Motion sickness remains a significant problem for aircrew both in the flying environment (airsickness) and for aircrew deployed at sea (seasickness). While some anti-motion-sickness medications provide reasonable efficacy, adverse neurocognitive effects limit their use in military personnel engaged in safety-sensitive operational roles such as flying. The purpose of this study was to assess the impact on psychomotor performance of promethazine, meclizine, and dimenhydrinate and to determine if the addition of pseudoephedrine or damphetamine to promethazine would ameliorate its adverse effects.
There were 21 subjects (11 men, 10 women), aged 22-59, who were assessed for psychomotor performance on 4 tasks as well as with sleepiness and drug side-effects questionnaires. Psychomotor testing was conducted prior to, and for 7 h after, ingestion of a single dose of each of placebo, promethazine 25 mg, meclizine 50 mg, dimenhydrinate 50 mg, promethazine 25 mg plus pseudoephedrine 60 mg, and promethazine 25 mg plus d-amphetamine 10 mg.
Relative to placebo, promethazine, meclizine, and promethazine plus pseudoephedrine impaired performance on all four tasks [serial reaction time (SRT), logical reasoning (LRT), serial subraction (SST), and multitask (MT)]. Dimenhydrinate impaired performance on the SRT only. Promethazine plus d-amphetamine did not impair performance on any task nor did it result in increased sleepiness. The times to recovery of normal performance for SRT with promethazine, meclizine, dimenhydrinate, and promethazine plus pseudoephedrine were > 7.25, 7.25, 4.25, and 7.25 h, respectively; for LRT were > 7.25, > 7.25, ns, and 7.25 h; for SST were > 7.25, > 7.25, ns, and 7.25 h; for MT were 7.25, 7.25, ns, and 7.25 h. Recovery times to baseline sleepiness levels for promethazine, meclizine, dimenhydrinate, and promethazine plus pseudoephedrine were 7.25, > 7.25, 6.25, and > 7.25 h.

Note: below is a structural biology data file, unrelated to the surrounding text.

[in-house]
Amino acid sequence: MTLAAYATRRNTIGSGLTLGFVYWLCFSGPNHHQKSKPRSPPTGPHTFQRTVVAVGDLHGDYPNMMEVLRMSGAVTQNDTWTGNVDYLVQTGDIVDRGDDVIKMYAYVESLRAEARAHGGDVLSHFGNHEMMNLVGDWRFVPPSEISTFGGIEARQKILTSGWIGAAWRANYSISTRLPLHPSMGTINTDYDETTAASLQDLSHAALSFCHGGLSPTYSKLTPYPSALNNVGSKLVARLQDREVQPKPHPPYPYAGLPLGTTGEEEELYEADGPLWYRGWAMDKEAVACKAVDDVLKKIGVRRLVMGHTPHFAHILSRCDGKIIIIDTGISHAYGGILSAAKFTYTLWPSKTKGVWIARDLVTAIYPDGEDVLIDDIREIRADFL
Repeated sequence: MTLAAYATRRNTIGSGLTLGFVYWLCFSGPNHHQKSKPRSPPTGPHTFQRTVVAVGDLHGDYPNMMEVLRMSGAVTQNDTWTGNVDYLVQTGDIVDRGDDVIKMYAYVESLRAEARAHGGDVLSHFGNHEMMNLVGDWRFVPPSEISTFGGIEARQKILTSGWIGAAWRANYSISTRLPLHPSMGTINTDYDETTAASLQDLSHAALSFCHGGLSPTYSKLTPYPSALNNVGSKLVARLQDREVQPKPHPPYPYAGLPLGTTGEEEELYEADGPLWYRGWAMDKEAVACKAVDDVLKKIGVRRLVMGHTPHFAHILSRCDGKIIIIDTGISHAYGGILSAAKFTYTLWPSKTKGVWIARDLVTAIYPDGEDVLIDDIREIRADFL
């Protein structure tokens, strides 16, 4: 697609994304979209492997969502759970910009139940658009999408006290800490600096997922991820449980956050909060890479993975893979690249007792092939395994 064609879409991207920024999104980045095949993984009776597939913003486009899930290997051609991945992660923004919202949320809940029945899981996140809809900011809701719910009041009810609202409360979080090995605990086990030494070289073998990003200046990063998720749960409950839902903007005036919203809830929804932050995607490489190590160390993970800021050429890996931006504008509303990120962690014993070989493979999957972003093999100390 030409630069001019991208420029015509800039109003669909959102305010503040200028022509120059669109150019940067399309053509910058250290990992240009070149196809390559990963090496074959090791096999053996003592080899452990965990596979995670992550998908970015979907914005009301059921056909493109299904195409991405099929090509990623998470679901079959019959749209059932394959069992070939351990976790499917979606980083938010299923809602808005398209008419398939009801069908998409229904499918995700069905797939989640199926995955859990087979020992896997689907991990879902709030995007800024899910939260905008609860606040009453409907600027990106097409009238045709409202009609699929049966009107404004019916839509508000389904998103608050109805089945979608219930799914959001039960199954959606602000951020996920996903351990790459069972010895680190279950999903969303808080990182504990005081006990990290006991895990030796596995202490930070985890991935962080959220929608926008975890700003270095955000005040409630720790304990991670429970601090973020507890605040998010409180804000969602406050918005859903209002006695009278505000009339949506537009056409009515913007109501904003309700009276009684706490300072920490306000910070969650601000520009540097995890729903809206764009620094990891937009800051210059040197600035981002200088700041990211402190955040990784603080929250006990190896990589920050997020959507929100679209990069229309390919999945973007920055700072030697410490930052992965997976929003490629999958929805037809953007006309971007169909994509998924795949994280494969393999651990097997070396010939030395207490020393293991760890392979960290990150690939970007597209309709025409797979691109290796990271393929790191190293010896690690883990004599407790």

Only promethazine plus d-amphetamine was free from impact on psychomotor performance and did not increase sleepiness.